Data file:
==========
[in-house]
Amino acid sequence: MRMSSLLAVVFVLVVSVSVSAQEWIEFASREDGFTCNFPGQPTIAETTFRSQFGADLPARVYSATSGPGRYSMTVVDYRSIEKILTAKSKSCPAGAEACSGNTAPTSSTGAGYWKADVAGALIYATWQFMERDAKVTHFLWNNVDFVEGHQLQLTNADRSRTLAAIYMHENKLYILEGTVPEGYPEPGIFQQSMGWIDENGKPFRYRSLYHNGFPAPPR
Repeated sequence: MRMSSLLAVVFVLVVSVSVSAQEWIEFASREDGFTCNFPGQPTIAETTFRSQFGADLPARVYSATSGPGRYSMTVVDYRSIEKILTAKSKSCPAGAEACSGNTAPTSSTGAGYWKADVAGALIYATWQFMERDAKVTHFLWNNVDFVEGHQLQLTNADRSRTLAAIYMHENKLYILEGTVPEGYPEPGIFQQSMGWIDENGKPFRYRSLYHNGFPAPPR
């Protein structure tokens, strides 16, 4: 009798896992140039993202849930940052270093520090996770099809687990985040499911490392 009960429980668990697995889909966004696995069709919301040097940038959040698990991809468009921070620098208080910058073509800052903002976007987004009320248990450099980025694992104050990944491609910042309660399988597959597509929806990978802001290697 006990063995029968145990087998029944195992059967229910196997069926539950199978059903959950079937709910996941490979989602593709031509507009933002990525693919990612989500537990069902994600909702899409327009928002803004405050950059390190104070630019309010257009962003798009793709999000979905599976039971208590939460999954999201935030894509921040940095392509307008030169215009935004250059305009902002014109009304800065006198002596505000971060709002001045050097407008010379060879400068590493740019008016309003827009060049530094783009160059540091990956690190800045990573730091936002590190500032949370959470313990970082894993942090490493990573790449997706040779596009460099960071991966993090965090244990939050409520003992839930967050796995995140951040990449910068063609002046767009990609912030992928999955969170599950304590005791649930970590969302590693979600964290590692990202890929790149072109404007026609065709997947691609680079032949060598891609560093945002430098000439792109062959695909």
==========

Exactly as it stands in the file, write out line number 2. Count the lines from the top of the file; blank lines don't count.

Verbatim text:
Amino acid sequence: MRMSSLLAVVFVLVVSVSVSAQEWIEFASREDGFTCNFPGQPTIAETTFRSQFGADLPARVYSATSGPGRYSMTVVDYRSIEKILTAKSKSCPAGAEACSGNTAPTSSTGAGYWKADVAGALIYATWQFMERDAKVTHFLWNNVDFVEGHQLQLTNADRSRTLAAIYMHENKLYILEGTVPEGYPEPGIFQQSMGWIDENGKPFRYRSLYHNGFPAPPR